Sayonara Amerika, Sayonara Nippon

The Golden Cups Live

Posted in Music by bourdaghs on the April 12th, 2010

The Golden Cups were one of the most powerful and influential of the “Group Sounds” bands that emerged in Japan during the late 1960s. Formed in 1966, they learned their chops as the house band at Golden Cup, a bar for U.S. soldiers in Yokohama. They came of age playing American R&B and garage rock standards before one of the toughest crowds you can imagine: U.S. GI’s on R&R breaks from the Vietnam War mixed with local teenagers from the hardscrabble neighborhoods that surrounded the American bases.

The band made their recording debut in late 1967, scoring major hits with such original numbers as “Nagai kami no shojo” (The girl with long hair) and “Ai suru kimi ni” (To you whom I love), while their albums also featured their wild takes on recent hit songs from the U.S. and U.K. Here’s one of my favorites: their psychedelic freak-out version of “Hey Joe,” featuring Eddie Ban’s stinging lead guitar, Mamoru Manu’s thrash-style drumming, and Louis-Louis Kabe’s supple bass:

By around 1970, Group Sounds as a genre was played out, but the Cups had enough credibility to allow them to survive in the world of 1970s rock. They went through a number of personnel changes, but the basic core remained intact through early 1972. They played their last gigs in Okinawa, appropriately enough given their roots in military base town culture. The members would continue to be active in a variety of bands–keyboardist Mickey Yoshino, for example, formed the influential 1970s band Godiego. There were also a number of Cups reunions over the years, most notably a gig in 2004 that formed the centerpiece of a documentary film, The Golden Cups: One More Time (trailer here). It’s particular fortunate that that documentary was made then, because it captured the band’s lead singer Dave Hirao just before his tragic death in 2008.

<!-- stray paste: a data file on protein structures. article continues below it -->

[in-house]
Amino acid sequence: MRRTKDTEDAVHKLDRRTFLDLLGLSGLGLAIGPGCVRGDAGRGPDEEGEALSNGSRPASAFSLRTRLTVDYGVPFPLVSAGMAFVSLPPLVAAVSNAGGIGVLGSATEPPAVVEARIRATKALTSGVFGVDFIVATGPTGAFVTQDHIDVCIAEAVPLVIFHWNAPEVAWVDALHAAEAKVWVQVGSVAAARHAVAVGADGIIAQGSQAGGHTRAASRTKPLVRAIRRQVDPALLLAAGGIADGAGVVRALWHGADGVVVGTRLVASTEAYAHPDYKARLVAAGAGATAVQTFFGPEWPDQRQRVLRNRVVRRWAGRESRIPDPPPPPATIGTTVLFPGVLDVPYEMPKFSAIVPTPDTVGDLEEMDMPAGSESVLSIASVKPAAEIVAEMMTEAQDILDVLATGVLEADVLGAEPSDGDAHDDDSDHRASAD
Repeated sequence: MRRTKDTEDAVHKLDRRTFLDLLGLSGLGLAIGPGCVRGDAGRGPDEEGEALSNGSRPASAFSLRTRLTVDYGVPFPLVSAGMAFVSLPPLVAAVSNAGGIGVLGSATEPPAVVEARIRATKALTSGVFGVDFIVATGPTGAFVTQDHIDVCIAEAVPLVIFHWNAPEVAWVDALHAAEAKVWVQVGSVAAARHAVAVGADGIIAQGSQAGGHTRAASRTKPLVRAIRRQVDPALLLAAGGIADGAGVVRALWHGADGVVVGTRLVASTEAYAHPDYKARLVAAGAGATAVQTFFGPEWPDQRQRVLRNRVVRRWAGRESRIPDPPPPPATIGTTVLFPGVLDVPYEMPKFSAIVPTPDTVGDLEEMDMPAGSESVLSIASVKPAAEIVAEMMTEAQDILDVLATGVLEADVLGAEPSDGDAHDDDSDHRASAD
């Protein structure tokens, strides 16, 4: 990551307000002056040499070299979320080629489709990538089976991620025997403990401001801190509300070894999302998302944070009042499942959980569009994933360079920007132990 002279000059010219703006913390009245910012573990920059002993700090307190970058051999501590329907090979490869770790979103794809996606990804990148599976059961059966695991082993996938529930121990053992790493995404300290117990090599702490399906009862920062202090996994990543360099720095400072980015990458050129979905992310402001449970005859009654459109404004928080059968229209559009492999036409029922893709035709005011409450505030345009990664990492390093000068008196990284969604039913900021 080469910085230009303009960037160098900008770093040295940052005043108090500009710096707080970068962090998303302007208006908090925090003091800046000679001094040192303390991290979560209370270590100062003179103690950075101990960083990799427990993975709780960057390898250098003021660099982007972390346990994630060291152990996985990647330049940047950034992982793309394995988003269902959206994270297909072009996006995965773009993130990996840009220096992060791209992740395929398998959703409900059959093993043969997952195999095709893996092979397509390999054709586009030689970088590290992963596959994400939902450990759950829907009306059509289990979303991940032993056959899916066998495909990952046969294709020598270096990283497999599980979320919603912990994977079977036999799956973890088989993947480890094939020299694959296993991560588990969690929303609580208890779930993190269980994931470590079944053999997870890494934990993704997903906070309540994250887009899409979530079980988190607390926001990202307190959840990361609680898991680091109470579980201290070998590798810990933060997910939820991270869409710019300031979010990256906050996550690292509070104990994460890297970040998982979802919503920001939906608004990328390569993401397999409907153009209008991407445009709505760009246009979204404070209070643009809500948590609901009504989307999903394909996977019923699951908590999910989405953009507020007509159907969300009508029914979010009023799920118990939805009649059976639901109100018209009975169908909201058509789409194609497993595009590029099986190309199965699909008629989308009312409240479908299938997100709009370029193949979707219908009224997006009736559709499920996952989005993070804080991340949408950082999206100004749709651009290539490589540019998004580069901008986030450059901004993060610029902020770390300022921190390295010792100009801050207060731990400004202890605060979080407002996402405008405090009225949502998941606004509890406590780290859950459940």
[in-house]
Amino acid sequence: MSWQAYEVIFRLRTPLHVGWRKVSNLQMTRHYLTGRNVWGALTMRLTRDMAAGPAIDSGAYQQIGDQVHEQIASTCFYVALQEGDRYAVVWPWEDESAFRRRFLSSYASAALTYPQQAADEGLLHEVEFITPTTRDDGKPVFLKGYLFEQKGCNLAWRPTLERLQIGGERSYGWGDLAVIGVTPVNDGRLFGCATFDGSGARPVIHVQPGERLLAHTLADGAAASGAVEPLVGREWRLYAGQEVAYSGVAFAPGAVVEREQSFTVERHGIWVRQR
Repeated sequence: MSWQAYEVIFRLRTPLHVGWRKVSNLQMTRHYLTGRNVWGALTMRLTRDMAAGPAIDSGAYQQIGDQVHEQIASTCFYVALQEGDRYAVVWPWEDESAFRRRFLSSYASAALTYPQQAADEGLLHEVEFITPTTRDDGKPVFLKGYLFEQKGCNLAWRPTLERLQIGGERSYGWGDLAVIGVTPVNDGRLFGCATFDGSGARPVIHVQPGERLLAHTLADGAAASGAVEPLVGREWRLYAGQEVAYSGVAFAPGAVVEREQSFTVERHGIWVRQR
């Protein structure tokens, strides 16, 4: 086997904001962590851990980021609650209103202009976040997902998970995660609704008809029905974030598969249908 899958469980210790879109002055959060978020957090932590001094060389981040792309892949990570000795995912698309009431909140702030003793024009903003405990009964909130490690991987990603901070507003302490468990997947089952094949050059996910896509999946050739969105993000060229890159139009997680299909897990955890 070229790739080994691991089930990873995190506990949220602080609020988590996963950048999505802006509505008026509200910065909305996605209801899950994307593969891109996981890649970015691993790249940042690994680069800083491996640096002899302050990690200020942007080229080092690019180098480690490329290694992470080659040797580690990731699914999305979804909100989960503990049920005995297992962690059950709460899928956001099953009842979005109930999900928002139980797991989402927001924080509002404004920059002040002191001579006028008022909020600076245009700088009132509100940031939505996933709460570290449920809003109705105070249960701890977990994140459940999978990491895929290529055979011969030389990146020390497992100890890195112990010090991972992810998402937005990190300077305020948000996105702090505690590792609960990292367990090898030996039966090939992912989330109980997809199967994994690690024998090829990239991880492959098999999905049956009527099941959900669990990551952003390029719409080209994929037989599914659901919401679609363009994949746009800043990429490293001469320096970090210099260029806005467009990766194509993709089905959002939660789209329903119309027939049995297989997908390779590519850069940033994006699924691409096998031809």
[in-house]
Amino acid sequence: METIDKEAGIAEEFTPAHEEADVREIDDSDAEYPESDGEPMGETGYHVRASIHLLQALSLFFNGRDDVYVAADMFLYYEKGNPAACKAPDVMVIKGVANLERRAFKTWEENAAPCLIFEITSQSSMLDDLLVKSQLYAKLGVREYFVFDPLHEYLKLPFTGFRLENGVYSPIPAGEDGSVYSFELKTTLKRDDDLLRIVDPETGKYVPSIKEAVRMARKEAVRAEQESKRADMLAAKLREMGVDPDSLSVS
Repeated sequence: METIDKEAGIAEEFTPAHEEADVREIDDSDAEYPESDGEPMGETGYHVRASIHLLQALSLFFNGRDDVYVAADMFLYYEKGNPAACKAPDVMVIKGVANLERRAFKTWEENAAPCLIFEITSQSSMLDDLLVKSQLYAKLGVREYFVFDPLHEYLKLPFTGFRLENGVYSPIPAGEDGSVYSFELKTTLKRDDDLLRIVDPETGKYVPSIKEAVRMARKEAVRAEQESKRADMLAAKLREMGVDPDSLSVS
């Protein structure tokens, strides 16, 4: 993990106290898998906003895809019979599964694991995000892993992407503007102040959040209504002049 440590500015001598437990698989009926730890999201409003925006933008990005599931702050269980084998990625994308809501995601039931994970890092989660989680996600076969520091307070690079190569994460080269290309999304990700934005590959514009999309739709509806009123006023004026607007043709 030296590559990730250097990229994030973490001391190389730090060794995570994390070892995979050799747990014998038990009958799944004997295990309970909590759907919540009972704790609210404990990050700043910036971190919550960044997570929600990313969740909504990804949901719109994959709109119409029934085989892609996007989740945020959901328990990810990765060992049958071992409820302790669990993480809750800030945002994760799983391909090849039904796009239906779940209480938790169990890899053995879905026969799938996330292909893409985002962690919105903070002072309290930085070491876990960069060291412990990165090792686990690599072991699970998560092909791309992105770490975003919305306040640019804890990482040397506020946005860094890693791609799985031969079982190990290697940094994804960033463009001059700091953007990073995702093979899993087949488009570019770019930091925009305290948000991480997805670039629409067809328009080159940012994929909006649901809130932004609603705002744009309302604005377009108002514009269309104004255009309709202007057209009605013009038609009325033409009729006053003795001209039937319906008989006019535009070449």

The surviving members of the band are carrying on today, both together and in their own bands. Yesterday afternoon, I had the great pleasure of seeing them perform at the 7th Avenue livehouse in Yokohama, not too far from the site of the original Golden Cup bar. It was very much a family affair, with the audience packed with friends and long-time fans. They played a terrific, fun set. It opened with “Got My Mojo Working” and included a number of Chicago R&B classics, such as Paul Butterfield’s “Born in Chicago.” Mickey Yoshino took lead vocals for a soulful rendition of “Whiter Shade of Pale,” part of the Cups’ repertoire since the 1960s. Mamoru Manu shared lead vocals with Eddie Ban on several numbers, including the band’s first two hit singles. The set closed with a high energy rendition of Them’s “Gloria,” complete with an enthusiastic audience sing-along on the harmony.

I had the chance to go backstage and meet the band, because we’re making arrangements to show The Golden Cups: One More Time at a conference at the University of Chicago in late May (details here; more updates coming soon). We’re also hoping that some of the band members will be able to join us in person for that event. If yesterday’s show was any indication, it will be an enormously fun event.

I leave you with video that makes me both sad and happy: the Cups (including Dave Hirao) performing their early hits with none other than the great Imawano Kiyoshiro. Unbelievably, both Dave and Kiyoshiro are gone now, but I hope the Cups keep rocking for many years to come.

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